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COVID-19 in Australia: Being Prepared and Understanding the Role of Cellular Immune Responses
May 27 @ 10:00 am - 11:00 am CESTFree
Australia has managed to not just flatten but squash the curve of infections with COVID19 and relatively few people have died. This is as a result of extensive PCR testing starting in late January, informed leadership from our government and regular input to policy from our scientific community. In addition, the establishment of a research network focused on pandemic preparedness back in 2016 led to several pre-approved protocols for observational and international clinical trials that could be activated immediately following the first diagnosis of COVID 19 in Australia.
The work of Sharon Lewin and Katherine Kedzierska on immunity to SARS-CoV2 has demonstrated the breadth of concomitant immune responses associated with recovery in patients with mild to moderate COVID-19 requiring hospitalisation. Their study showed increased antibody-secreting cells, follicular T-helper cells, activated CD4+ and CD8+ T-cells and IgM/IgG SARS-CoV-2-binding antibodies detected in blood, prior to resolution of clinical symptoms.
These immunological changes persisted for at least 7 days following full resolution of symptoms, indicating substantial anti-viral immunity in non-severe COVID-19. Overall, their work indicates that robust multi-factorial immune responses can be elicited towards the newly-emerged SARS-CoV-2 and early adaptive immune responses might correlate with better clinical outcomes.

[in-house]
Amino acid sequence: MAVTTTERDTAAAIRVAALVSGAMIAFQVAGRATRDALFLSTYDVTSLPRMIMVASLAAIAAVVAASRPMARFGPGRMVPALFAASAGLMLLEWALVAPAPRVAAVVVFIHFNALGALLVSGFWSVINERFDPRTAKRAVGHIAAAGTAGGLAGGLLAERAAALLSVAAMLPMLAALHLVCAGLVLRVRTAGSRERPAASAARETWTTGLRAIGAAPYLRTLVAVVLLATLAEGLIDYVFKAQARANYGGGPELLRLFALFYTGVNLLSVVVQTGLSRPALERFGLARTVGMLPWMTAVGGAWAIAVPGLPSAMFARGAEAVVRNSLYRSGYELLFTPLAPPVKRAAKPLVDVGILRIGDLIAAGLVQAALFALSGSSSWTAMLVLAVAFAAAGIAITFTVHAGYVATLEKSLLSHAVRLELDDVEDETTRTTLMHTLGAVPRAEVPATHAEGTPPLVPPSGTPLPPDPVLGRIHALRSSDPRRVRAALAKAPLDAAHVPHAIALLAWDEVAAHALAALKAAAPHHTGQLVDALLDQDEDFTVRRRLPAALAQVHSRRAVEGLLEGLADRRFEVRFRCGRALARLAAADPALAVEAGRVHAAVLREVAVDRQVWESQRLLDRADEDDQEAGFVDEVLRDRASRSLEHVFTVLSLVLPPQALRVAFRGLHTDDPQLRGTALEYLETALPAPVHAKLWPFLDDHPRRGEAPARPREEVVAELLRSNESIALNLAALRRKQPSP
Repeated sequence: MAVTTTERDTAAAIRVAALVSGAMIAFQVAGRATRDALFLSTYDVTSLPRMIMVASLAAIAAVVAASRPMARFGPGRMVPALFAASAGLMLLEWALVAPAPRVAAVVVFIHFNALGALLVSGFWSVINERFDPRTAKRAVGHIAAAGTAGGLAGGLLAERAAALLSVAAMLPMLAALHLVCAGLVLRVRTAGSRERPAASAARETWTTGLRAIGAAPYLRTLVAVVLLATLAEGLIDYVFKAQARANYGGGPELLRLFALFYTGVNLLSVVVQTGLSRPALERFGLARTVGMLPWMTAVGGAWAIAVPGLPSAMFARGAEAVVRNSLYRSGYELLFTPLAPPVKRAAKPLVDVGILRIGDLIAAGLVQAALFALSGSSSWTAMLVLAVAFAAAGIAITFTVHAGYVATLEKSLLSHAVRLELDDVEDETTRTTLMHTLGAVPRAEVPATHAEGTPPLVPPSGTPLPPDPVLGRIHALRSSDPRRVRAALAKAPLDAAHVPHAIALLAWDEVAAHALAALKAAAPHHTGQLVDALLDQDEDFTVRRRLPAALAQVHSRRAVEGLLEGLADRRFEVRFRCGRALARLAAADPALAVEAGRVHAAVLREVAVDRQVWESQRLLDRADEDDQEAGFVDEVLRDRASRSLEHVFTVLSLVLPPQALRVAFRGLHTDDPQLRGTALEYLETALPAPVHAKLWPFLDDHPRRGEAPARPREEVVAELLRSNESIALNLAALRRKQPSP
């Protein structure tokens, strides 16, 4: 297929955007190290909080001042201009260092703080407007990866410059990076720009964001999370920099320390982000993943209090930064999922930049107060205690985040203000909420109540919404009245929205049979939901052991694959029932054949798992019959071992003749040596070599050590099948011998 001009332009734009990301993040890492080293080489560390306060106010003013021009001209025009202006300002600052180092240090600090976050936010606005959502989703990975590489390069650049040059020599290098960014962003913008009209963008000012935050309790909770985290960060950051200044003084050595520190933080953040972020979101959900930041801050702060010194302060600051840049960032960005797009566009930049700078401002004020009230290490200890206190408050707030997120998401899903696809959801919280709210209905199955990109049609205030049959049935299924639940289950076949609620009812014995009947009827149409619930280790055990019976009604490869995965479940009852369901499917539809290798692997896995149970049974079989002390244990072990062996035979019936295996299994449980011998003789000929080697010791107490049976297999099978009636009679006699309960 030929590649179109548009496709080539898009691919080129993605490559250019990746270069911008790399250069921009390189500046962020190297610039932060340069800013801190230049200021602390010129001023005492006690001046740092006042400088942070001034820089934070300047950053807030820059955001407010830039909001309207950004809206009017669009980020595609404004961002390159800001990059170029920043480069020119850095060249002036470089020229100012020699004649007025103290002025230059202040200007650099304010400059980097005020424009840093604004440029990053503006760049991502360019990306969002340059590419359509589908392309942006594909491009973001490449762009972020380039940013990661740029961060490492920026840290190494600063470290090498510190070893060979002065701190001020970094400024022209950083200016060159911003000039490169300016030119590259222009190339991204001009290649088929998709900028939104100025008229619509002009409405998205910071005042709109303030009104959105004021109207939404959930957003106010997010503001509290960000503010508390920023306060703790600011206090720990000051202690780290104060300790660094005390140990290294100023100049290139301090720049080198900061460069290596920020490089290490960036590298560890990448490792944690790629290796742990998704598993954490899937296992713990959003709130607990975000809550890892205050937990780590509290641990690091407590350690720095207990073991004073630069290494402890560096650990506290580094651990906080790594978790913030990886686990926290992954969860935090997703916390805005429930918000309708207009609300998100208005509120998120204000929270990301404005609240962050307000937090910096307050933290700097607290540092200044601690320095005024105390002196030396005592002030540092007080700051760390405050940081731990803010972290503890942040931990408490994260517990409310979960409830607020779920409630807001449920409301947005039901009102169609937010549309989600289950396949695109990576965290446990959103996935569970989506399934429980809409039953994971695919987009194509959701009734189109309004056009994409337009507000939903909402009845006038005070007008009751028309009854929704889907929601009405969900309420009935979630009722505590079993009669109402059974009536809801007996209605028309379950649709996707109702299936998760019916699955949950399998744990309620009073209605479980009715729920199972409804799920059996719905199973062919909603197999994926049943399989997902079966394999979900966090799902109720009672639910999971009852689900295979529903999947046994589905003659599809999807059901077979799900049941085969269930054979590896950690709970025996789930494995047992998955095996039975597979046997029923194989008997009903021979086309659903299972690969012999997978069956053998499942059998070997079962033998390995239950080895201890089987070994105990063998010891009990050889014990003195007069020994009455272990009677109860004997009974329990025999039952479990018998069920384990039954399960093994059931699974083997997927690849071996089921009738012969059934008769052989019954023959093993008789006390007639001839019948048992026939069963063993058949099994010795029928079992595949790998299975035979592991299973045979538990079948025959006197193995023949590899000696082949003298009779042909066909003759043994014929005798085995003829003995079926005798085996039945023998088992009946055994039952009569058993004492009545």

Presenter: Sharon Lewin
Sharon Lewin is the inaugural director of the Peter Doherty Institute for Infection and Immunity. She is an infectious diseases physician and basic scientist. Her research focuses on understanding why HIV persists on treatment and developing clinical trials aimed at ultimately finding a cure for HIV infection.
She is also the lead investigator for the Australian Partnership for Preparedness Planning on Infectious Disease Emergencies (APPRISE), a member of the council of the National Health and Medical Research Council of Australia, an elected member of the Governing Council of the International AIDS Society (IAS) representing the Asia Pacific region and co-chairs the IAS Global Advisory board for the Towards an HIV Cure initiative.
Presenter: Katherine Kedzierska
Katherine Kedzierska is Laboratory Head in Department of Microbiology and Immunology, University of Melbourne, at the Peter Doherty Institute for Infection and Immunity.
Her research interests include human T cell immunity to pandemic, seasonal and newly emerged influenza viruses, anti-viral immunity in the young, the elderly and Indigenous Australians, viral escape and generation of immunological memory in human influenza infection. She also studies human immunity to SARS-CoV2 in COVID patients. She is an Adjunct Professor at Fudan University, Shanghai, China and a Co-Director of the Sino-Australia Joint Research Laboratory for the Emerging and Re-emerging Infectious Disease Research, Fudan-Melbourne University, located at the Shanghai Public Health Clinical Centre. Katherine is a Co-Head of Indigenous Health at the Doherty Institute.
Moderator: Roslyn Kemp
Roslyn Kemp is the President of the New Zealand Society for Oncology and Secretary-General of IUIS.
She has a background in fundamental T cell biology in the context of homeostasis and cancer. Her current work focuses on the local immune response in people with colorectal cancer and inflammatory bowel diseases.